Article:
4. Sexism – similarly to the above, women, and persons of what I might call ambiguous sex or gender (which are not the same thing), must be afforded the same rights, pay, and opportunities as men. Women must be enfranchised and given control of their bodies.
  5. Sex - attitudes to sex, and consent, must alter, to the extent that others do not seek to determine what constitutes normal or proper activity for others; this is, within the limits set by consenting adults.
  6. Countries – whilst people’s pride in their origins should not and cannot be removed, the idea of strictly-defined nation states with borders will need to end, as will the idea that people can be defined or categorised so easily. This will only be possible once all the world has been raised to a roughly level standard, so that borders may be drooped without fear of a flood of immigrants looking for the benefits more developed nations provide. There will always be a necessity for local laws, customs, and governments, but this will be more a global federation with smaller powers for cities than anything approaching nation states.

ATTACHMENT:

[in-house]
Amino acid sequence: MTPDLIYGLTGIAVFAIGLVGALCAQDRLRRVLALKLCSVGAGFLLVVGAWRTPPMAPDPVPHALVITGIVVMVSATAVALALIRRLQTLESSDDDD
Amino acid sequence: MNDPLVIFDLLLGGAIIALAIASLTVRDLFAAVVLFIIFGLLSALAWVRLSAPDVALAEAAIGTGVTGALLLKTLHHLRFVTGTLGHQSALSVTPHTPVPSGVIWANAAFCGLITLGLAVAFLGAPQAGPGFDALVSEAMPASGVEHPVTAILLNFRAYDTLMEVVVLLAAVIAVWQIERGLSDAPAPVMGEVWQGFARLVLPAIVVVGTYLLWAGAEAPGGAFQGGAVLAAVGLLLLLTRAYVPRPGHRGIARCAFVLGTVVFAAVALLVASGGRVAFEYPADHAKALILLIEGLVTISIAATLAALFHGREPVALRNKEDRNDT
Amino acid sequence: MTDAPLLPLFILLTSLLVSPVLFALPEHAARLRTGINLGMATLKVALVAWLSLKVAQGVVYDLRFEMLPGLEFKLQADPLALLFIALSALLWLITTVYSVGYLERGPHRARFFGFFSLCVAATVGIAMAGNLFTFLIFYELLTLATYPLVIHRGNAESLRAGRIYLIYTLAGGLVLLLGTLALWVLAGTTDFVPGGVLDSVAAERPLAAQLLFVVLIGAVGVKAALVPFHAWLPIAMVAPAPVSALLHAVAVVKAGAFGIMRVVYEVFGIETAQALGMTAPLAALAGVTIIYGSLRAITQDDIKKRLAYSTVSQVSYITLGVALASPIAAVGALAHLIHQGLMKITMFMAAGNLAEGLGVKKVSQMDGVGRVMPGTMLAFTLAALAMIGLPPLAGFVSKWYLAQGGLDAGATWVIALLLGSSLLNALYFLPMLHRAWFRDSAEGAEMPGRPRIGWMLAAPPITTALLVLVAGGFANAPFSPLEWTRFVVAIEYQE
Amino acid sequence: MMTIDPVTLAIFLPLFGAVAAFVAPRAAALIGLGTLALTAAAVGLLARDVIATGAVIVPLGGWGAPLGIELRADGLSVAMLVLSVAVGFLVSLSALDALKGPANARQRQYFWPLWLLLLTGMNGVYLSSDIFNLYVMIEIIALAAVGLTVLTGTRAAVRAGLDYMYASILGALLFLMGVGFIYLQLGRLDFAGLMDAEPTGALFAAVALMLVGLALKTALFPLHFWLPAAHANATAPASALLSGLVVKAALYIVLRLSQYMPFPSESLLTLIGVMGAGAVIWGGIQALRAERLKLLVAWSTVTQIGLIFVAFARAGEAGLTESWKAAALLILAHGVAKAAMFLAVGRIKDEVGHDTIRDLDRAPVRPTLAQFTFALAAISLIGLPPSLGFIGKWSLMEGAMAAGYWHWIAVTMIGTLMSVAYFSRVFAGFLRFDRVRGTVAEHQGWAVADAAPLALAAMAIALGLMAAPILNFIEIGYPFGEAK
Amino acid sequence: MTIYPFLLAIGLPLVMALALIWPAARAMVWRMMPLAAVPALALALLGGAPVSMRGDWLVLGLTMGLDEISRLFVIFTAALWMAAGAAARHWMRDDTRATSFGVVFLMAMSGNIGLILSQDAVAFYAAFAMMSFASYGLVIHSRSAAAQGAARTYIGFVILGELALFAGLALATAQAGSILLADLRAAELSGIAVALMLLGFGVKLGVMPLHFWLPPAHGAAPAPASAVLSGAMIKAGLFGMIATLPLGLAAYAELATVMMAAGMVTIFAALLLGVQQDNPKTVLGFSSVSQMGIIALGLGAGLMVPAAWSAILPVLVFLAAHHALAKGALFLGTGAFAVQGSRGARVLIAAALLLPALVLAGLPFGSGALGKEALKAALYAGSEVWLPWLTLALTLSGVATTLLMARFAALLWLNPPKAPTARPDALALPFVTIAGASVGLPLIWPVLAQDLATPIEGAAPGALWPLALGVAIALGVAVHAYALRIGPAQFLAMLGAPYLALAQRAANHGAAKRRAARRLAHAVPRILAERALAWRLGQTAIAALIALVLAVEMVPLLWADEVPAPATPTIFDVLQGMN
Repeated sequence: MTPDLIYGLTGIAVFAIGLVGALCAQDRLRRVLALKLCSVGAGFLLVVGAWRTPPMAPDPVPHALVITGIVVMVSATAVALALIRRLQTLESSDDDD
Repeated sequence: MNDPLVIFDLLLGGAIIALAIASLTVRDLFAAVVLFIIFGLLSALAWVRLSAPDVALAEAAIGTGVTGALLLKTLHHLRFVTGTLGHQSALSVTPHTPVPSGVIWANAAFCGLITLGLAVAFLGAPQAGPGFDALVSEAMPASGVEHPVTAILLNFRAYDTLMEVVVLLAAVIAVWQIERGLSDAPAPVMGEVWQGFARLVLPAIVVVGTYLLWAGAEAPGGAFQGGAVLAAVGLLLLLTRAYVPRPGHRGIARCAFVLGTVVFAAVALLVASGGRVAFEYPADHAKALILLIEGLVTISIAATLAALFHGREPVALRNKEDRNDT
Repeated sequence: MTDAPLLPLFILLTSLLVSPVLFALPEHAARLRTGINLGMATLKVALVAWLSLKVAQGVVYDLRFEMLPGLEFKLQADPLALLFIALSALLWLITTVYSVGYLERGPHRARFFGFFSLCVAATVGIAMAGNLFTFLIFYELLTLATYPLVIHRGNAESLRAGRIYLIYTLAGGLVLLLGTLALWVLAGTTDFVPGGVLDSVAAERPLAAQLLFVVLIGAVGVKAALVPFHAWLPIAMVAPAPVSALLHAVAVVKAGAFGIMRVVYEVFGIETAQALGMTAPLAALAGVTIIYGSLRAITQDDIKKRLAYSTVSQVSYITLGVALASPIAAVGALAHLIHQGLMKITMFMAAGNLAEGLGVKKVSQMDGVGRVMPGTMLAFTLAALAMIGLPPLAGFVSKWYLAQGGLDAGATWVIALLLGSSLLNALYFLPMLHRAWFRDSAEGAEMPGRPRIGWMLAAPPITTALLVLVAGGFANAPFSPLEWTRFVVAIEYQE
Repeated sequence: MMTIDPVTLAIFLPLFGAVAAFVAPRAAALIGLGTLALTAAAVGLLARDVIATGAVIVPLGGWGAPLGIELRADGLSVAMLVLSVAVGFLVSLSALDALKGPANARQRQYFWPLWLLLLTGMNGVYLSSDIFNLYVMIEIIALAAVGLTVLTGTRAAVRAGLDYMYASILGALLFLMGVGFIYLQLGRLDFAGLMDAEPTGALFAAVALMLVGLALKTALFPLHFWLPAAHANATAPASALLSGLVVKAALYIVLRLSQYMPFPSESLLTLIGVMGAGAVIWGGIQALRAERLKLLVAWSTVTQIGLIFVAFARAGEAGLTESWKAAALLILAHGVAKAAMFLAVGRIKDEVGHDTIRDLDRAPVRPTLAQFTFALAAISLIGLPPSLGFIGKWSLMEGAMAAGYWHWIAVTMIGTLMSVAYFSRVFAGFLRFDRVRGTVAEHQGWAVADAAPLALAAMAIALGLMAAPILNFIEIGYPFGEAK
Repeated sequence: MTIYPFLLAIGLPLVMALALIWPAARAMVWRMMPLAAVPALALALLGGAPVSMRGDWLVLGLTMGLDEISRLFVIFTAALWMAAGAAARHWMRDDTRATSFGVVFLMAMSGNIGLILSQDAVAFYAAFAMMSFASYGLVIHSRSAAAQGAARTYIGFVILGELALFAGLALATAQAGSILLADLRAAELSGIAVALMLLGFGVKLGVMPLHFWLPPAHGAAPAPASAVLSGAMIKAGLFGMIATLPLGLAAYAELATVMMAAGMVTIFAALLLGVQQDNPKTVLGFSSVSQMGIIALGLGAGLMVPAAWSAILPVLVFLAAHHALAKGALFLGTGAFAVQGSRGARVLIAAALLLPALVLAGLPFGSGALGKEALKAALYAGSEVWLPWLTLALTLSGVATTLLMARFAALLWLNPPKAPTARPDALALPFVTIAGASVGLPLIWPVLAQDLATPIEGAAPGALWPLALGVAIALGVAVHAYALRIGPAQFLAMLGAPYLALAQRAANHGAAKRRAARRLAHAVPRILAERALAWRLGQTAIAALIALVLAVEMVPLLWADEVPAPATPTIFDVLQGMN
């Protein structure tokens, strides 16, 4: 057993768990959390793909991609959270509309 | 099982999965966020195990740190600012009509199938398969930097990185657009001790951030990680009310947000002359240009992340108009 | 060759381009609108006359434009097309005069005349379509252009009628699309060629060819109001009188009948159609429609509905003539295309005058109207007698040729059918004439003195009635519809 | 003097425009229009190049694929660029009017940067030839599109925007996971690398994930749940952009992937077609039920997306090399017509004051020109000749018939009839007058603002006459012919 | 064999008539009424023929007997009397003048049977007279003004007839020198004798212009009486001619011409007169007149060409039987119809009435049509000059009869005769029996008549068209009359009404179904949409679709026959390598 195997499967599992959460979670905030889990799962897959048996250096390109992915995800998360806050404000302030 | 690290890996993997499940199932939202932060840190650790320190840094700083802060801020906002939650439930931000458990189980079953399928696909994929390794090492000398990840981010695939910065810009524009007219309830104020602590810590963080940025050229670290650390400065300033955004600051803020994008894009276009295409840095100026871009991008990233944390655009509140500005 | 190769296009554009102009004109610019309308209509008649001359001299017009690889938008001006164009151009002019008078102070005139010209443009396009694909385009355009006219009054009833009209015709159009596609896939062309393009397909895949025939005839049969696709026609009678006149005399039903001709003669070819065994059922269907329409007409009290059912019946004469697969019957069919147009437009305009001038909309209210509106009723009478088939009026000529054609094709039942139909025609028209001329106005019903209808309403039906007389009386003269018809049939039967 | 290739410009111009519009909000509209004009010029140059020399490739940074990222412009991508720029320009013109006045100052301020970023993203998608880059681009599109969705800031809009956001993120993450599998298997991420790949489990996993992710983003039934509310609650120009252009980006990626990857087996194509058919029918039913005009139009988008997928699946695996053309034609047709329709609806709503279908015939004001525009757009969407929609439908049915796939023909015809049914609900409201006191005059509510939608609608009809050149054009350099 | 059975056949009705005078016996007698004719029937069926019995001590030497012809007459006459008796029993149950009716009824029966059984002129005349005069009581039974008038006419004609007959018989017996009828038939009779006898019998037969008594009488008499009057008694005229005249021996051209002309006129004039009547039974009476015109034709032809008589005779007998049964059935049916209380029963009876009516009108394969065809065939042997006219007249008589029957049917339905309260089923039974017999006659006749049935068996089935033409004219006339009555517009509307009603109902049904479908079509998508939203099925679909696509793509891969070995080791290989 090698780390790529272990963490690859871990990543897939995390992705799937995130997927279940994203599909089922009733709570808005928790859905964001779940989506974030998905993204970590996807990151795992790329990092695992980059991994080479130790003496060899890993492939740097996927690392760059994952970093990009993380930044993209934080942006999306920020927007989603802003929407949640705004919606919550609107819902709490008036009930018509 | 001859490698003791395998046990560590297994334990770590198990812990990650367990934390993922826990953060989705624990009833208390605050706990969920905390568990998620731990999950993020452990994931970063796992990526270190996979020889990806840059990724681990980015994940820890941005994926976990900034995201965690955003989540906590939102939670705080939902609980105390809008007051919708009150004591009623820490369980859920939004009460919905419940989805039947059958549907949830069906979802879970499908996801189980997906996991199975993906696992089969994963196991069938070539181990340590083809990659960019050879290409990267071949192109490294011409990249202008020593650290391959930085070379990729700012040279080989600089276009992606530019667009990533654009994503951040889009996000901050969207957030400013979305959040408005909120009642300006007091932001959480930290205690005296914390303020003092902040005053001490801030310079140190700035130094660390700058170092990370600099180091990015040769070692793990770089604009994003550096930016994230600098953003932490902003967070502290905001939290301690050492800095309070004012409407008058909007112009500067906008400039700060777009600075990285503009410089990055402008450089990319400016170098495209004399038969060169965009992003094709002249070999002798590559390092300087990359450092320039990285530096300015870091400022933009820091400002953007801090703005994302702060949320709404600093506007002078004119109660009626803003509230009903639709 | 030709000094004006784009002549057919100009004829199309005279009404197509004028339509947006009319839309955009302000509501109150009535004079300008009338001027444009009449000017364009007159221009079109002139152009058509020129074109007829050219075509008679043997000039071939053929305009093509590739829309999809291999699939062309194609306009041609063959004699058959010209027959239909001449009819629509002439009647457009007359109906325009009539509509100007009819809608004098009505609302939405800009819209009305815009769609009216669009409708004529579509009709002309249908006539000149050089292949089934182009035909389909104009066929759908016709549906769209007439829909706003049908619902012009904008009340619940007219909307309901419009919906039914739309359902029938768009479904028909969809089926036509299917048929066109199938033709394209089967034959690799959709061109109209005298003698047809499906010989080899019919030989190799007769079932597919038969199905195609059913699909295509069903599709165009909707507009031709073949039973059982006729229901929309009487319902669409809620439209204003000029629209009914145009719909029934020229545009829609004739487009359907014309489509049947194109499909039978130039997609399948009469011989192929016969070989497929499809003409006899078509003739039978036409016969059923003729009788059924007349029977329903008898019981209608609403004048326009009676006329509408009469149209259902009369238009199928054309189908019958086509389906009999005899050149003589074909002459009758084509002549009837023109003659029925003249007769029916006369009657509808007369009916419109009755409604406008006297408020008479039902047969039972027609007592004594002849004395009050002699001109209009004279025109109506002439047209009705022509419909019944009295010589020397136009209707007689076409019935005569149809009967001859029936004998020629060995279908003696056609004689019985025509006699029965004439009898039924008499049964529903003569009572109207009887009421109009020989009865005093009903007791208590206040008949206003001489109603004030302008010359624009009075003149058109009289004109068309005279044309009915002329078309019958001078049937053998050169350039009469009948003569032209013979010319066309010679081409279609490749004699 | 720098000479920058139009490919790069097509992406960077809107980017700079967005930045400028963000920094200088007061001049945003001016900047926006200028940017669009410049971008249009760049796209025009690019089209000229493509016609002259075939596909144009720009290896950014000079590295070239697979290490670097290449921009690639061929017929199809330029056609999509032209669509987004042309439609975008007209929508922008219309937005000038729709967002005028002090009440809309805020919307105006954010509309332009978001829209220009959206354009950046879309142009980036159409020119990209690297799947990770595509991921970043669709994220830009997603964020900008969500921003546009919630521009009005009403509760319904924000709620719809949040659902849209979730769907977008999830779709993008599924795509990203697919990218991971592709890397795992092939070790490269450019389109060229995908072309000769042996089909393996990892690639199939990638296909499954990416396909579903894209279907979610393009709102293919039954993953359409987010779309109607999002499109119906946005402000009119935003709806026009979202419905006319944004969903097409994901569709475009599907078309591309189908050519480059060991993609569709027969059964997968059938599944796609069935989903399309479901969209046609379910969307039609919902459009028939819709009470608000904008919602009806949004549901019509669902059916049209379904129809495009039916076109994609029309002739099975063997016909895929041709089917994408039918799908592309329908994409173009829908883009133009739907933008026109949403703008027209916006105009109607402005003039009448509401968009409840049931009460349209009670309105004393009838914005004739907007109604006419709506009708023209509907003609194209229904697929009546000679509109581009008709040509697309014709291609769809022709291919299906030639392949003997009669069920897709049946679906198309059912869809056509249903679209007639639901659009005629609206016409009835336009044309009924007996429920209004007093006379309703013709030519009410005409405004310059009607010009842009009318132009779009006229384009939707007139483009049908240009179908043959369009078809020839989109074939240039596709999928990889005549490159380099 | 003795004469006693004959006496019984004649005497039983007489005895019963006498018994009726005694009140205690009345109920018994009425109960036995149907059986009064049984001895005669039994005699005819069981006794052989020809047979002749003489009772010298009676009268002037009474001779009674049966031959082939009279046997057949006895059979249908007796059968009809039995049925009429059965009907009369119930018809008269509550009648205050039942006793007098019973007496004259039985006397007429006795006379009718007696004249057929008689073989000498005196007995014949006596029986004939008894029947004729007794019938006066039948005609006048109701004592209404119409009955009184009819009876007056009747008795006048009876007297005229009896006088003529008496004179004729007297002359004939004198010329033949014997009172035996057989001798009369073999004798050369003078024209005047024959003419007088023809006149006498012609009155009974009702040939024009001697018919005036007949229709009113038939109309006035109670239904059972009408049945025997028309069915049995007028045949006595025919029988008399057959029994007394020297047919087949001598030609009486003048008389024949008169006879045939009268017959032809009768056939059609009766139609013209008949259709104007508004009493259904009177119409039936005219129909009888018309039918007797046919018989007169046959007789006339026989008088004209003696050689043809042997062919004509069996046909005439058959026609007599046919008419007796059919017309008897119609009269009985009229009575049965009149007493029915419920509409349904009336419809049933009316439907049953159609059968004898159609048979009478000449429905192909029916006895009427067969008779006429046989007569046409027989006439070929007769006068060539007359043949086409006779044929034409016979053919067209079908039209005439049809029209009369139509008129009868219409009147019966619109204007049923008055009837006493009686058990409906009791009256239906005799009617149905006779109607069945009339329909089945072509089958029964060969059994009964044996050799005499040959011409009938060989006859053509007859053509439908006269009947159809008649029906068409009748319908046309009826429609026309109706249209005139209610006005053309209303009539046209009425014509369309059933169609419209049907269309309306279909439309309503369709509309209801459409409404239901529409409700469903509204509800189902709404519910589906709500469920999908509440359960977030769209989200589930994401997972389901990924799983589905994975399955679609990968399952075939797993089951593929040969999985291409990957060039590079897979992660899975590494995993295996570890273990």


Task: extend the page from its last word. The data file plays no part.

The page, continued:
7. Money – the usage of money will have to evolve and eventually be replaced by a system of credits. The accumulation of money (and things) will cease to be the driving force in human lives. The quest to be better than we are must become our unifying goal.
  8. Things – this will require perhaps one of the hardest changes to the human mind set imaginable, i.e. the removal of greed, and/or the removal of the materialism which comes with modern capitalism.